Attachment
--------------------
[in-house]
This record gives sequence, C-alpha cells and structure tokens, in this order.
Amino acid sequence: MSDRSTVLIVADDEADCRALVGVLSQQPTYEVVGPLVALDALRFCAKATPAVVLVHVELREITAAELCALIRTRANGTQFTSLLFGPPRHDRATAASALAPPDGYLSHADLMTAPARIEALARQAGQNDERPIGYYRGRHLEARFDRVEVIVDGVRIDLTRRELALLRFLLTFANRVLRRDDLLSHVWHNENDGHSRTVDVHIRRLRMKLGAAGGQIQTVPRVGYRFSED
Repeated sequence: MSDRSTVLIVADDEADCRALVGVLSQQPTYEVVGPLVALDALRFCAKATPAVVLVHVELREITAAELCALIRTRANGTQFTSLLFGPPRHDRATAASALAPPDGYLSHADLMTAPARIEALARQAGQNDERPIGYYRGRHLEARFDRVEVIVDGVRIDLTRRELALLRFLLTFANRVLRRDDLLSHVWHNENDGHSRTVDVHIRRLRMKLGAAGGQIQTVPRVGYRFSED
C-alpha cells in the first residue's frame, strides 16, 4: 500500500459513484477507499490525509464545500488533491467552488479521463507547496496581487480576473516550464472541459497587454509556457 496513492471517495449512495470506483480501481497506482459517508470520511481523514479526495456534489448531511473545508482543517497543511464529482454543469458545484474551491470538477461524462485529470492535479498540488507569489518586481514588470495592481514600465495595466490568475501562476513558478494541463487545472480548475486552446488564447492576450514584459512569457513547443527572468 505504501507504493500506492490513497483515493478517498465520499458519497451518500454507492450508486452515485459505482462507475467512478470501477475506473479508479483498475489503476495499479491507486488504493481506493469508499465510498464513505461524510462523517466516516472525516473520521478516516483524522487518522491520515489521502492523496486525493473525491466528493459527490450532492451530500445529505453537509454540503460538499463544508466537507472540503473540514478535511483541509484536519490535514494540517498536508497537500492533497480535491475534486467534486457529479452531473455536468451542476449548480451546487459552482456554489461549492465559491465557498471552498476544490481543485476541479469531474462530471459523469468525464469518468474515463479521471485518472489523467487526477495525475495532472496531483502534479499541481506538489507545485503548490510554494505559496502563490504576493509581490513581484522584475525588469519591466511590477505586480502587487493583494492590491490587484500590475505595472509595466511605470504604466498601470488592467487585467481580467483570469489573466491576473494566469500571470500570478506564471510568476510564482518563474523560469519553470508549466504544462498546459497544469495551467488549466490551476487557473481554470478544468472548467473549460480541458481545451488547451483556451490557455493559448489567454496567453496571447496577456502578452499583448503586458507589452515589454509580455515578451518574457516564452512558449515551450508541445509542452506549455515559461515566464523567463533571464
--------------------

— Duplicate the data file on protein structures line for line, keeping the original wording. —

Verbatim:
[in-house]
This record gives sequence, C-alpha cells and structure tokens, in this order.
Amino acid sequence: MSDRSTVLIVADDEADCRALVGVLSQQPTYEVVGPLVALDALRFCAKATPAVVLVHVELREITAAELCALIRTRANGTQFTSLLFGPPRHDRATAASALAPPDGYLSHADLMTAPARIEALARQAGQNDERPIGYYRGRHLEARFDRVEVIVDGVRIDLTRRELALLRFLLTFANRVLRRDDLLSHVWHNENDGHSRTVDVHIRRLRMKLGAAGGQIQTVPRVGYRFSED
Repeated sequence: MSDRSTVLIVADDEADCRALVGVLSQQPTYEVVGPLVALDALRFCAKATPAVVLVHVELREITAAELCALIRTRANGTQFTSLLFGPPRHDRATAASALAPPDGYLSHADLMTAPARIEALARQAGQNDERPIGYYRGRHLEARFDRVEVIVDGVRIDLTRRELALLRFLLTFANRVLRRDDLLSHVWHNENDGHSRTVDVHIRRLRMKLGAAGGQIQTVPRVGYRFSED
C-alpha cells in the first residue's frame, strides 16, 4: 500500500459513484477507499490525509464545500488533491467552488479521463507547496496581487480576473516550464472541459497587454509556457 496513492471517495449512495470506483480501481497506482459517508470520511481523514479526495456534489448531511473545508482543517497543511464529482454543469458545484474551491470538477461524462485529470492535479498540488507569489518586481514588470495592481514600465495595466490568475501562476513558478494541463487545472480548475486552446488564447492576450514584459512569457513547443527572468 505504501507504493500506492490513497483515493478517498465520499458519497451518500454507492450508486452515485459505482462507475467512478470501477475506473479508479483498475489503476495499479491507486488504493481506493469508499465510498464513505461524510462523517466516516472525516473520521478516516483524522487518522491520515489521502492523496486525493473525491466528493459527490450532492451530500445529505453537509454540503460538499463544508466537507472540503473540514478535511483541509484536519490535514494540517498536508497537500492533497480535491475534486467534486457529479452531473455536468451542476449548480451546487459552482456554489461549492465559491465557498471552498476544490481543485476541479469531474462530471459523469468525464469518468474515463479521471485518472489523467487526477495525475495532472496531483502534479499541481506538489507545485503548490510554494505559496502563490504576493509581490513581484522584475525588469519591466511590477505586480502587487493583494492590491490587484500590475505595472509595466511605470504604466498601470488592467487585467481580467483570469489573466491576473494566469500571470500570478506564471510568476510564482518563474523560469519553470508549466504544462498546459497544469495551467488549466490551476487557473481554470478544468472548467473549460480541458481545451488547451483556451490557455493559448489567454496567453496571447496577456502578452499583448503586458507589452515589454509580455515578451518574457516564452512558449515551450508541445509542452506549455515559461515566464523567463533571464